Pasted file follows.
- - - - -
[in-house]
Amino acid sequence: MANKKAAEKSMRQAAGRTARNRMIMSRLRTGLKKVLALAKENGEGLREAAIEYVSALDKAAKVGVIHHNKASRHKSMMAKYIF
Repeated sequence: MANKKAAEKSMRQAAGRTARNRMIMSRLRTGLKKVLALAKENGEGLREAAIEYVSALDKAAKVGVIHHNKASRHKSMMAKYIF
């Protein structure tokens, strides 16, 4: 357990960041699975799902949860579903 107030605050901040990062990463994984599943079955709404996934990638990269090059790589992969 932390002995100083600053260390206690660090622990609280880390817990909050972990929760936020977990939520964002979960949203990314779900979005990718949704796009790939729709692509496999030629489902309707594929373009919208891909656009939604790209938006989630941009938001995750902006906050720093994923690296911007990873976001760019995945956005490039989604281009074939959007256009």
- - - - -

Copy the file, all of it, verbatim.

[in-house]
Amino acid sequence: MANKKAAEKSMRQAAGRTARNRMIMSRLRTGLKKVLALAKENGEGLREAAIEYVSALDKAAKVGVIHHNKASRHKSMMAKYIF
Repeated sequence: MANKKAAEKSMRQAAGRTARNRMIMSRLRTGLKKVLALAKENGEGLREAAIEYVSALDKAAKVGVIHHNKASRHKSMMAKYIF
């Protein structure tokens, strides 16, 4: 357990960041699975799902949860579903 107030605050901040990062990463994984599943079955709404996934990638990269090059790589992969 932390002995100083600053260390206690660090622990609280880390817990909050972990929760936020977990939520964002979960949203990314779900979005990718949704796009790939729709692509496999030629489902309707594929373009919208891909656009939604790209938006989630941009938001995750902006906050720093994923690296911007990873976001760019995945956005490039989604281009074939959007256009």